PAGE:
For the last few months, the climate has been high on the political and social agenda, with students skipping school for climate and climate marches leading the way. At the GO! Technisch Atheneum Keerbergen, climate has been a priority for years. The UNESCO school has had a school link with Jaime Roldós Aguilera in Santo Domingo in Ecuador since 2016, with sustainability being the main pillar. With their biofuel project, both schools encourage their students to reflect on sustainable mobility.
From fruit waste to (bio) fuel
"Our students test biofuels on existing combustion engines," says Steven Hendrickx. As school director of the GO! Technisch Atheneum Keerbergen, he is closely involved with the school link and the associated activities. He explains how his learners and teachers look for sustainable mobility solutions together, and how other Flemish schools assist them in this. “Unfortunately, we cannot make the actual biofuel here. To do so, we work together with the Busleyden Atheneum in Mechelen. During the chemistry lessons, fourth-year secondary students make bioethanol from fruit waste donated by primary schools in the neighbourhood."
"We also map the emissions and power of the engine"
“Our students, in turn, convert a standard gasoline engine into an engine that runs on bio-ethanol. To test this, the students from university college Thomas More measure the impact of the combustion and map the emissions and power of the engine’’, Steven summarises the project. An impressive exercise that extends far beyond the walls of the original school and also encourages other educational institutions to reflect on sustainable mobility.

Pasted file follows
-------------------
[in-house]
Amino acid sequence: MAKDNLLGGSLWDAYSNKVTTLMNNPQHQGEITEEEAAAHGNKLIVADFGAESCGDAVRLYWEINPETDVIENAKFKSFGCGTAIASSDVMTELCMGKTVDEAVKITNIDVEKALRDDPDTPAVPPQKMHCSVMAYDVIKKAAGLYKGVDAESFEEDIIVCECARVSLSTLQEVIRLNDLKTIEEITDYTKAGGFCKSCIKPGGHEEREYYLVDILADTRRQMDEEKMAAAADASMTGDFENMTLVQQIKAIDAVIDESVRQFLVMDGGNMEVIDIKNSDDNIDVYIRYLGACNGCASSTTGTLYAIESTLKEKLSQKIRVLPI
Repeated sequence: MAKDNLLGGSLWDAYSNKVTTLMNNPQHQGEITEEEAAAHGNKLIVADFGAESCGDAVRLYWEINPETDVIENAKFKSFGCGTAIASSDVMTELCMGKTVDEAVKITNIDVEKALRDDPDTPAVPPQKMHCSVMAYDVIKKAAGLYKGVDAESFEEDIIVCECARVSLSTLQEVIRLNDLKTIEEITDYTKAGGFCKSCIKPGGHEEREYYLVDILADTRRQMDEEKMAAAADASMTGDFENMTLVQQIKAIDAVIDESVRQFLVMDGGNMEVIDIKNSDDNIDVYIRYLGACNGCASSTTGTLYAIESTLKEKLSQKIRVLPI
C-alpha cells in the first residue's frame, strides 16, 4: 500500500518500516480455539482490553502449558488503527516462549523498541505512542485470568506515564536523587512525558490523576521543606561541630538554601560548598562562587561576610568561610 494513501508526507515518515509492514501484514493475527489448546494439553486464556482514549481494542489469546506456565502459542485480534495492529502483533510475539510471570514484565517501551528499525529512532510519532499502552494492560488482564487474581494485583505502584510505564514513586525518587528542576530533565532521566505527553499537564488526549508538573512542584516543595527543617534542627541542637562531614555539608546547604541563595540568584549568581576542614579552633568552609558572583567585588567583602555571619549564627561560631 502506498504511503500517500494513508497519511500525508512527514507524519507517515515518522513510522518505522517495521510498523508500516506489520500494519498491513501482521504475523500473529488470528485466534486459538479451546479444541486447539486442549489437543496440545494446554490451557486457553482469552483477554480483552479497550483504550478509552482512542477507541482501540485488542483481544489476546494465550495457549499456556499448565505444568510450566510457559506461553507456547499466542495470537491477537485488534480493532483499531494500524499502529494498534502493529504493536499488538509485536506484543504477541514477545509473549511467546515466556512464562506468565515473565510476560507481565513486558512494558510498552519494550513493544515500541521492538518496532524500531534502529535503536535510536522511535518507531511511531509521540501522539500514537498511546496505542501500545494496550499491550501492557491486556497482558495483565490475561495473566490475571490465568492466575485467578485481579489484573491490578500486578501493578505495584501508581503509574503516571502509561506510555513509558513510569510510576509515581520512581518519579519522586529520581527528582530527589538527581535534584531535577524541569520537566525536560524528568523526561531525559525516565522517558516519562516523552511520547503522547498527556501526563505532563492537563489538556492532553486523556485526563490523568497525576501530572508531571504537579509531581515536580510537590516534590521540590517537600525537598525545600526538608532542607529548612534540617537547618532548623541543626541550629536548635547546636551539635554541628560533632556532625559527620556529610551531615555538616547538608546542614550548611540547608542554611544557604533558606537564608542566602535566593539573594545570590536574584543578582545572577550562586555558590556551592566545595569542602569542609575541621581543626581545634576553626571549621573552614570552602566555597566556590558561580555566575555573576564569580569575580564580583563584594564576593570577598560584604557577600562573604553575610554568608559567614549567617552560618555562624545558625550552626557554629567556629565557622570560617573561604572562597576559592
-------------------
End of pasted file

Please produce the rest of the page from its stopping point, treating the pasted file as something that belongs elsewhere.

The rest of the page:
Learning about sustainable mobility together
“Our partner school Jaime Roldós Aguilera in Ecuador does the same and works closely with a local University. They make biofuel from cocoa waste on the Santo Domingo campus, while the Sede Quito campus turns to residual waste from tagua nuts’’, Steven explains. "The first steps have been taken with the University for the power and exhaust tests, which further intensifies the collaboration.”
"We can learn a great deal about ecology and mobility!"
The cross-fertilisation between both partner schools and their local partners is a bull's-eye for gaining new insights into sustainable mobility. “In Ecuador, the project is still in a start-up phase, while it has already been carried out here. We are excitedly looking forward to the results of the tests. It is fascinating to see how both countries are working on sustainability, and we can learn a lot from each other.”